The praise for Parker LaSure during his signing ceremony Tuesday was that he is a fighter and never gives up on a match.
Greenbrier High School tennis coach Brittany Jackson told the story of when her No. 1 singles player fought leg cramps to win a match against Evans earlier in the year. Mark Rearden, LaSure's coach at Petersburg Racquet Club, said he expects LaSure will be team captain before he leaves North Georgia College and State, where he will play on scholarship next year.
"I don't think there's any doubt whatsoever, just because of who he is," Rearden said.
LaSure was the captain of this year's Wolfpack team, which traveled deeper into the playoffs than any team LaSure had been part of before. Greenbrier was competing in Class AAAAA for the first time and started the season with contributing players who had never played tennis before.
The Wolfpack reached the state quarterfinals before falling to Valdosta.
"It was really fun this year, because we did so well," LaSure said. "When you're winning, it's fun, obviously."
LaSure said playing in college became his goal once he reached high school. Those he knew who had gone on to play college tennis told him how much they enjoyed playing against better competition and playing as a team rather than in individual tournaments.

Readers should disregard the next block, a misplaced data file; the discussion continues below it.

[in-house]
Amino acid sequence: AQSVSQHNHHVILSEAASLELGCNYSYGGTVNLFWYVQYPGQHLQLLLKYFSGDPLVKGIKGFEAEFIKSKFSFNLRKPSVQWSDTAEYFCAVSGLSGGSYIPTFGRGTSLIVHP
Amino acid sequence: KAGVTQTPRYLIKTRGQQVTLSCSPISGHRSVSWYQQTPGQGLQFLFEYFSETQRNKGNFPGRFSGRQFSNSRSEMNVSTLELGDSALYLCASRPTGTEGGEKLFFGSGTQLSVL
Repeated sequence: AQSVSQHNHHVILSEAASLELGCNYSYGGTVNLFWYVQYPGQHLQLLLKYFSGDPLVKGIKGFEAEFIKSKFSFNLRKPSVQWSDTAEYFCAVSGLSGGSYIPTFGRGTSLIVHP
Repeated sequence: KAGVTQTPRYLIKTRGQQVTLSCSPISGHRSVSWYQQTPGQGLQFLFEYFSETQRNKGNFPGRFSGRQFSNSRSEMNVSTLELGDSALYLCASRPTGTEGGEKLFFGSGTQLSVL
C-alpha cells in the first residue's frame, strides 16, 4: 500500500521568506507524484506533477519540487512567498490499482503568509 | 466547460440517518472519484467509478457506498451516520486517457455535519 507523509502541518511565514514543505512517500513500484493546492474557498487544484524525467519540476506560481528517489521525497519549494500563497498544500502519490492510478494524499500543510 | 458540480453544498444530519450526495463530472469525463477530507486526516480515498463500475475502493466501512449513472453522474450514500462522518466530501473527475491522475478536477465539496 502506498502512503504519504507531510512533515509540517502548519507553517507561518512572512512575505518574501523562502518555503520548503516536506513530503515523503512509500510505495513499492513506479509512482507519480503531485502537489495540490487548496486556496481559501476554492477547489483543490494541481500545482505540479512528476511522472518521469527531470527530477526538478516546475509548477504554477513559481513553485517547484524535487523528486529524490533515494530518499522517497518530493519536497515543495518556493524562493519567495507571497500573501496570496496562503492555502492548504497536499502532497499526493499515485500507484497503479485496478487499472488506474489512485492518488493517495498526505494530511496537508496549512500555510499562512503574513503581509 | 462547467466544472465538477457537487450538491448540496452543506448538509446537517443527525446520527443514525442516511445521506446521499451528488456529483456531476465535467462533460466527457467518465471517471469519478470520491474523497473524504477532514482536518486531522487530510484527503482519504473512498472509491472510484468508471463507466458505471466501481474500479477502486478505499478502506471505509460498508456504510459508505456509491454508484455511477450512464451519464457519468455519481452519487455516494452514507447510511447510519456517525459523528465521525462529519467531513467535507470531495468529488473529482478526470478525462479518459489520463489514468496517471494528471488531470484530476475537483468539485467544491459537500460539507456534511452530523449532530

"Working with the team is fun," LaSure said. "You don't have to just do it for yourself. It will make you play harder playing for a team, wanting to win for them."
LaSure said he had also talked to Presbyterian College and Lenoir-Rhyne. Presbyterian would have been closer, but LaSure said North Georgia proved the better fit.
He liked its proximity to the mountains and outdoor activities. Coaches told him he would fit immediately at No. 4 or No. 5 singles.
"I just kind of was looking to see what college best fit me," LaSure said. "The coach is a good coach, they have a good academic program and they have a great team up there. It fits everything I want."
LaSure said his goals are just to "move up the ladder" and help the Saints finish higher in the Peach Belt Conference each year. Rearden doesn't think it will take long for his pupil to take on a leadership role.
He said LaSure interacts with everyone at Petersburg, from the top players down to the younger beginners.
And Rearden said when LaSure steps on the court, no one works harder.
"I've always just kind of played my heart out," LaSure said. "You don't ever just want to give up on a match. It's not necessarily about winning, but it's about pride on the court, too."
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